Breech! // Benjamin Sullivan // oil on canvas // 1st Prize
Every year the National Portrait Gallery in London invites the public to submit portraits to be on view in the gallery in an exhibition known as the BP Portrait Awards. Last year marked the 38th year. In addition to the main show, there is a youth category called Next Generation. The 38th BP Portrait Awards had 2,580 submissions from 87 countries. Of that number, a panel of judges selected 53 to be exhibited. The following were my favorite.
Delfin // Jesús Maria Sáez de Vicuña Ochoa // oil on board
Simona // Lukáš Betinsky // oil on canvas
Emma // Antony Williams // egg tempera on board // 3rd Prize
Another Find Day on Elysian Fields Avenue, Nola // Éva Csanyi-Hurskin // oil on linen
Archipelago // Brian Shields // acrylic on canvas behind part-mirrored glass
Double Portrait // Thomas Ehretsmann // acrylic on board // 2nd Prize
Gabi // Henry Christian-Slane // oil on board // BP Young Artist Award
Four Hands // Bill Viola // Black-and-white video polyptych on four LCD flat panels, continuously running // 2001
“The Moving Portrait,” an exhibition dedicated to media and video works by Bill Viola, were on view in the National Portrait Gallery in the Smithsonian American Art Museum. Viola uses events from the past, both historical and personal, to create his works. “The Raft,” was inspired by Theodore Gericault’s 1818-1819 “The Raft of the Medusa,” which depicted a French shipwreck near Senegal in 1816. However, instead of a raft of shipwrecked men, Viola shows men and women being knocked down by crashing water. As they rise the water comes and knocks them down again. This video projection was made for the 2004 Athens Olympics. While this work was inspired by a historical event and a past painting, “The Dreamers” was influenced by Viola’s near-drowning as a child. This work consists of seven video screens of seven individuals suspended in water. One of the individuals is Viola himself.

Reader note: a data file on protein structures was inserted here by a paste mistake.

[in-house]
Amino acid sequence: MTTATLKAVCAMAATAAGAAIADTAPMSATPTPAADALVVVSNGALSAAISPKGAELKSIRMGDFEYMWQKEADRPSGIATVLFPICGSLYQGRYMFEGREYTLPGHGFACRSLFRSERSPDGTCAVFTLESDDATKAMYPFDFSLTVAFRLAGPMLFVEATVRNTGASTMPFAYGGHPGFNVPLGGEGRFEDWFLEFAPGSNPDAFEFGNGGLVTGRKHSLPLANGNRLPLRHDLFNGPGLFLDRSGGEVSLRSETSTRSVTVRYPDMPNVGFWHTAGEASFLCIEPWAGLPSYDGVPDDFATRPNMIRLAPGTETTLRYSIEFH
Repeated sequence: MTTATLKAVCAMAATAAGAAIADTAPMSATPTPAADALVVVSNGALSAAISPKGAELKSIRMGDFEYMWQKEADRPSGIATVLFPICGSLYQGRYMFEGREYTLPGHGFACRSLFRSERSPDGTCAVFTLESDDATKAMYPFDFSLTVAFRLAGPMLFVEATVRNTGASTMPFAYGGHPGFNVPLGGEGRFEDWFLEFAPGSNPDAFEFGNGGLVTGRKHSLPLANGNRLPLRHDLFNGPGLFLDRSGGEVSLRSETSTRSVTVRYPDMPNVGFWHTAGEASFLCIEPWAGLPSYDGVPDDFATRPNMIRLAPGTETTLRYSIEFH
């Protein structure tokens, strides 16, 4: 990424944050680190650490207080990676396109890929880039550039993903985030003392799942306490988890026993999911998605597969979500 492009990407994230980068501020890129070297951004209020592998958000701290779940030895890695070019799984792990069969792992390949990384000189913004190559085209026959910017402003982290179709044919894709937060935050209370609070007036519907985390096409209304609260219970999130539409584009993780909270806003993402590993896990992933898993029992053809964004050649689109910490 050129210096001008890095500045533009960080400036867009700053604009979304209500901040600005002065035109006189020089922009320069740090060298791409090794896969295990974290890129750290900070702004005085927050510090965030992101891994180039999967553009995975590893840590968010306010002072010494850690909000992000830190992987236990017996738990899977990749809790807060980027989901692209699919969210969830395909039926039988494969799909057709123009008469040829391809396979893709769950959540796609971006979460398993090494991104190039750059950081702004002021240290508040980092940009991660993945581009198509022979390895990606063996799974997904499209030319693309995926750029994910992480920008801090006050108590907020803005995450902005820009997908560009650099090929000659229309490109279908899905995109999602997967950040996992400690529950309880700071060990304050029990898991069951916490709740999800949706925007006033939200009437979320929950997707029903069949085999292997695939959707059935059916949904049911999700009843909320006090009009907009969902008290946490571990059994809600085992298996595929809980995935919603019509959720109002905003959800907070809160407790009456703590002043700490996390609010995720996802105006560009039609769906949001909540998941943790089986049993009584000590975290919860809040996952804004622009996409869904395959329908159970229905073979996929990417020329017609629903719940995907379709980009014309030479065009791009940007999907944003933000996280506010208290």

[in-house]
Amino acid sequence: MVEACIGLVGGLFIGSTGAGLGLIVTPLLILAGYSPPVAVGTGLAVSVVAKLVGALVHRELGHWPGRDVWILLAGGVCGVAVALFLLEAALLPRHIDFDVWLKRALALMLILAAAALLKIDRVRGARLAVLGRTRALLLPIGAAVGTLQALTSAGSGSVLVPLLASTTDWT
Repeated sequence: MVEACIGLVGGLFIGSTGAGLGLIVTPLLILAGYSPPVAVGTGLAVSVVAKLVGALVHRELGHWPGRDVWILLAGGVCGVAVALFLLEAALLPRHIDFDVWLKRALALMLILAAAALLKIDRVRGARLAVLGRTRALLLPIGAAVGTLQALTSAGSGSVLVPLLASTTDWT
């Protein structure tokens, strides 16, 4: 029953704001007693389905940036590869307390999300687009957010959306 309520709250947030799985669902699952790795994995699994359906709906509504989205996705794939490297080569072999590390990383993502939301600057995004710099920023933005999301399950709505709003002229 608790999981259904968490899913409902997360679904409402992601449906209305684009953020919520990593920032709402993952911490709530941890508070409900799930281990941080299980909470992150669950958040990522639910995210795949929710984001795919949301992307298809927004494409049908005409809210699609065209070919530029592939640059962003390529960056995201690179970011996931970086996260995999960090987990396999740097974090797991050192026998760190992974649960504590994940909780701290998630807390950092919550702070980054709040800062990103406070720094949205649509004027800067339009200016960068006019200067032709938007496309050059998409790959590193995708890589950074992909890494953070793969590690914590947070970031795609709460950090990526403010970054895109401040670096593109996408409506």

The Raft // Bill Viola // Color high-definition video projection 5.1 channels of surround sound, duration: 10:33 minutes // 2004
The Dreamers // Bill Viola // Seven channels of color high-definition video on seven plasma displays: four channels of stereo sound, continuously running // Performers (L) Gleb Kaminer (R)Rebekah Rife // 2013
Object 1999 // Antony Gormley // Iron Cast
Hanging above the escalator in the National Portrait Gallery is a body. It is the body of artist Antony Gormley. Well, it is not his actual body, but a cast iron replica of Gormley. Titled Object 1999, visitors come face to face with this work as they ascend to the floor above.
Petras // Laura Guoke // Acrylic on canvas // Winner of the BP Travel Award 2016
It’s that time of year again! The National Portrait Gallery has announced the 2016 winners for the BP Portrait Award. This year it received over 2,500 works from 80 countries. After seeing the winners, my friend and I made our own ranking while in the exhibition. Here are our my favorites.
Jean 2015 // Jean-Paul Tibbles // Oil on canvas
Silence // Bo Wang // Tempera on board // Second Prize
Diversion // Charlie Masson // Oil on board
Hayden As Henry // Stephen Earl Rogers // Oil on canvas
Laura in Black // Joshua Larock // Oil on linen
This year marks the 100 year anniversary of British Vogue. To celebrate this achievement is the exhibition Vogue: A Century of Style at the National Portrait Gallery. Inside are large prints, negatives and the original Vogue issues dating back to the first edition. The show begins in the present and as you progress through the exhibition you travel in time all the way to 1916.
Known for his significant contribution to the world of sculpture, Alberto Giacometti’s work in painting is also of importance. In a show titled Pure Presence at the National Portrait Gallery in London, Giacometti’s sculpture pieces are coupled with his oil paintings to provide for a more in-depth understanding of the progress of the artist’s work. This show highlights the influence of Giacometti’s personal life on his artistic career. Be sure not to miss this exhibition as it closes in early January!